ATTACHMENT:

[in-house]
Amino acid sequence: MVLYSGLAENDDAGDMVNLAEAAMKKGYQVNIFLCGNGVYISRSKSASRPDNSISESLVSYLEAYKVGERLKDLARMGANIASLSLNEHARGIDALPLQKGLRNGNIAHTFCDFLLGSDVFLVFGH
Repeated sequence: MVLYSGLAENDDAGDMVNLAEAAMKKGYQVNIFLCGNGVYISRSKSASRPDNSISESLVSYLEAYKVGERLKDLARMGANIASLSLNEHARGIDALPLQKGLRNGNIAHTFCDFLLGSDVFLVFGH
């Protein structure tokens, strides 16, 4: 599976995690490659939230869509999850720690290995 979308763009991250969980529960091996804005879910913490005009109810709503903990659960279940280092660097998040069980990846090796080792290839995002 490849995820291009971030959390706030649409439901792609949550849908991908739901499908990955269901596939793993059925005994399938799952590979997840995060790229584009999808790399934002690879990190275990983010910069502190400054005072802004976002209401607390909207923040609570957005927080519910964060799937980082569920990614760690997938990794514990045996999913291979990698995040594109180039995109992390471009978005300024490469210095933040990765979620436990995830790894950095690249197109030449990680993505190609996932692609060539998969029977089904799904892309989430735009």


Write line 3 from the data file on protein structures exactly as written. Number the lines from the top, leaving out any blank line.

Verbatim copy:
Repeated sequence: MVLYSGLAENDDAGDMVNLAEAAMKKGYQVNIFLCGNGVYISRSKSASRPDNSISESLVSYLEAYKVGERLKDLARMGANIASLSLNEHARGIDALPLQKGLRNGNIAHTFCDFLLGSDVFLVFGH